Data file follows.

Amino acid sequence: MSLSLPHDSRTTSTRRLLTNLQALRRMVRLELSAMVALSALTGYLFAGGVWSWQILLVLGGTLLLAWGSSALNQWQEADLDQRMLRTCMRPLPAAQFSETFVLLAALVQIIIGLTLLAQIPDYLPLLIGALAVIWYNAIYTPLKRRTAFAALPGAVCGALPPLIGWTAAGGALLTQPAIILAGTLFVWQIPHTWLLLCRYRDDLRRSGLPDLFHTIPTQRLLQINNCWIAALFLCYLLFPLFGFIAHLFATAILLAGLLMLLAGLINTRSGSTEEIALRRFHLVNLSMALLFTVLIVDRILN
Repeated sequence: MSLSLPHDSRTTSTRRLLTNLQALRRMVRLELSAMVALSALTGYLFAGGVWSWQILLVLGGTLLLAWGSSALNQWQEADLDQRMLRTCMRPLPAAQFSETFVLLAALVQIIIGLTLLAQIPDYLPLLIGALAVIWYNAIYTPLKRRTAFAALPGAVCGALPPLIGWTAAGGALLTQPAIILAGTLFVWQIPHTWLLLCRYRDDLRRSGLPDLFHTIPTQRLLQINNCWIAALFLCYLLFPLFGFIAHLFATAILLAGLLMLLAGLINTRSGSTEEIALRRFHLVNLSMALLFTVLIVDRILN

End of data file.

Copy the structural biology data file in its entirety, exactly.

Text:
Amino acid sequence: MSLSLPHDSRTTSTRRLLTNLQALRRMVRLELSAMVALSALTGYLFAGGVWSWQILLVLGGTLLLAWGSSALNQWQEADLDQRMLRTCMRPLPAAQFSETFVLLAALVQIIIGLTLLAQIPDYLPLLIGALAVIWYNAIYTPLKRRTAFAALPGAVCGALPPLIGWTAAGGALLTQPAIILAGTLFVWQIPHTWLLLCRYRDDLRRSGLPDLFHTIPTQRLLQINNCWIAALFLCYLLFPLFGFIAHLFATAILLAGLLMLLAGLINTRSGSTEEIALRRFHLVNLSMALLFTVLIVDRILN
Repeated sequence: MSLSLPHDSRTTSTRRLLTNLQALRRMVRLELSAMVALSALTGYLFAGGVWSWQILLVLGGTLLLAWGSSALNQWQEADLDQRMLRTCMRPLPAAQFSETFVLLAALVQIIIGLTLLAQIPDYLPLLIGALAVIWYNAIYTPLKRRTAFAALPGAVCGALPPLIGWTAAGGALLTQPAIILAGTLFVWQIPHTWLLLCRYRDDLRRSGLPDLFHTIPTQRLLQINNCWIAALFLCYLLFPLFGFIAHLFATAILLAGLLMLLAGLINTRSGSTEEIALRRFHLVNLSMALLFTVLIVDRILN